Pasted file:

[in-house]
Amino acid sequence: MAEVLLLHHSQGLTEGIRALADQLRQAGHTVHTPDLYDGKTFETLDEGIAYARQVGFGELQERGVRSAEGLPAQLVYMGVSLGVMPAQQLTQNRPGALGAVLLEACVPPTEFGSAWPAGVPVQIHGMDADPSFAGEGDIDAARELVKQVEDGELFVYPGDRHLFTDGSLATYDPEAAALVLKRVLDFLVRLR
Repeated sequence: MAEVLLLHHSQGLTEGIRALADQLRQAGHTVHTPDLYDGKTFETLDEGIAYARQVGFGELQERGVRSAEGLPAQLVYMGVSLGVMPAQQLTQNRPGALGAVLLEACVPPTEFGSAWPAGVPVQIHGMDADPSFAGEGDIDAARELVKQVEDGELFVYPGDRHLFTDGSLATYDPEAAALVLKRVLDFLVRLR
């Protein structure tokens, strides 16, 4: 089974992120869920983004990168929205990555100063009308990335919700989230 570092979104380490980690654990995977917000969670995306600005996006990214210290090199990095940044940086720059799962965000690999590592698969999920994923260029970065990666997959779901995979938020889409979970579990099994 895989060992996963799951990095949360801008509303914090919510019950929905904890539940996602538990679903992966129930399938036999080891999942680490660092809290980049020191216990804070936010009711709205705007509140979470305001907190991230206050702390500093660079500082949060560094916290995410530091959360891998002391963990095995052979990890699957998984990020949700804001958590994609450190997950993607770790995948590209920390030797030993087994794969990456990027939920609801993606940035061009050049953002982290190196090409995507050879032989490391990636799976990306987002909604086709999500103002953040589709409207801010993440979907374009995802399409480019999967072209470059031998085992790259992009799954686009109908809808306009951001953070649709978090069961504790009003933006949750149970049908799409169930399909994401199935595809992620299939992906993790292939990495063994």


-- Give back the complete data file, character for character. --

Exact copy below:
[in-house]
Amino acid sequence: MAEVLLLHHSQGLTEGIRALADQLRQAGHTVHTPDLYDGKTFETLDEGIAYARQVGFGELQERGVRSAEGLPAQLVYMGVSLGVMPAQQLTQNRPGALGAVLLEACVPPTEFGSAWPAGVPVQIHGMDADPSFAGEGDIDAARELVKQVEDGELFVYPGDRHLFTDGSLATYDPEAAALVLKRVLDFLVRLR
Repeated sequence: MAEVLLLHHSQGLTEGIRALADQLRQAGHTVHTPDLYDGKTFETLDEGIAYARQVGFGELQERGVRSAEGLPAQLVYMGVSLGVMPAQQLTQNRPGALGAVLLEACVPPTEFGSAWPAGVPVQIHGMDADPSFAGEGDIDAARELVKQVEDGELFVYPGDRHLFTDGSLATYDPEAAALVLKRVLDFLVRLR
């Protein structure tokens, strides 16, 4: 089974992120869920983004990168929205990555100063009308990335919700989230 570092979104380490980690654990995977917000969670995306600005996006990214210290090199990095940044940086720059799962965000690999590592698969999920994923260029970065990666997959779901995979938020889409979970579990099994 895989060992996963799951990095949360801008509303914090919510019950929905904890539940996602538990679903992966129930399938036999080891999942680490660092809290980049020191216990804070936010009711709205705007509140979470305001907190991230206050702390500093660079500082949060560094916290995410530091959360891998002391963990095995052979990890699957998984990020949700804001958590994609450190997950993607770790995948590209920390030797030993087994794969990456990027939920609801993606940035061009050049953002982290190196090409995507050879032989490391990636799976990306987002909604086709999500103002953040589709409207801010993440979907374009995802399409480019999967072209470059031998085992790259992009799954686009109908809808306009951001953070649709978090069961504790009003933006949750149970049908799409169930399909994401199935595809992620299939992906993790292939990495063994």